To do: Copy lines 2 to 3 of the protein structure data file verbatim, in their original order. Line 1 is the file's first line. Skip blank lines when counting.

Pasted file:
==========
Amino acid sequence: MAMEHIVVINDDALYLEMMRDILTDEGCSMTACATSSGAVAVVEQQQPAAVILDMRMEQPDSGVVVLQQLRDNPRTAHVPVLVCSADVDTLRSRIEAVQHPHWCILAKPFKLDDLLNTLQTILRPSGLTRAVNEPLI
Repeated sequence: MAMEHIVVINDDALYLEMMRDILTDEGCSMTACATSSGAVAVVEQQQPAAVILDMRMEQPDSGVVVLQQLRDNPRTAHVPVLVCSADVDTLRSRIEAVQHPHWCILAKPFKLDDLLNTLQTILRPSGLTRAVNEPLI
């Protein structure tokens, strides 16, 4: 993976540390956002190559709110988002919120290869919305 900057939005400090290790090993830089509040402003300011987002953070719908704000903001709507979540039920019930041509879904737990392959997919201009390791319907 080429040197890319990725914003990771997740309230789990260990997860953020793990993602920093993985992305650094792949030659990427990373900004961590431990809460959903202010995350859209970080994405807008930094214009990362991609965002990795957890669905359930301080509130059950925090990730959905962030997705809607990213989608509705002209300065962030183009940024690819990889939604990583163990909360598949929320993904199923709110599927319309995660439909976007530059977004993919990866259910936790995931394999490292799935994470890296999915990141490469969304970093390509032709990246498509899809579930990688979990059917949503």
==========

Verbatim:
Repeated sequence: MAMEHIVVINDDALYLEMMRDILTDEGCSMTACATSSGAVAVVEQQQPAAVILDMRMEQPDSGVVVLQQLRDNPRTAHVPVLVCSADVDTLRSRIEAVQHPHWCILAKPFKLDDLLNTLQTILRPSGLTRAVNEPLI
């Protein structure tokens, strides 16, 4: 993976540390956002190559709110988002919120290869919305 900057939005400090290790090993830089509040402003300011987002953070719908704000903001709507979540039920019930041509879904737990392959997919201009390791319907 080429040197890319990725914003990771997740309230789990260990997860953020793990993602920093993985992305650094792949030659990427990373900004961590431990809460959903202010995350859209970080994405807008930094214009990362991609965002990795957890669905359930301080509130059950925090990730959905962030997705809607990213989608509705002209300065962030183009940024690819990889939604990583163990909360598949929320993904199923709110599927319309995660439909976007530059977004993919990866259910936790995931394999490292799935994470890296999915990141490469969304970093390509032709990246498509899809579930990688979990059917949503």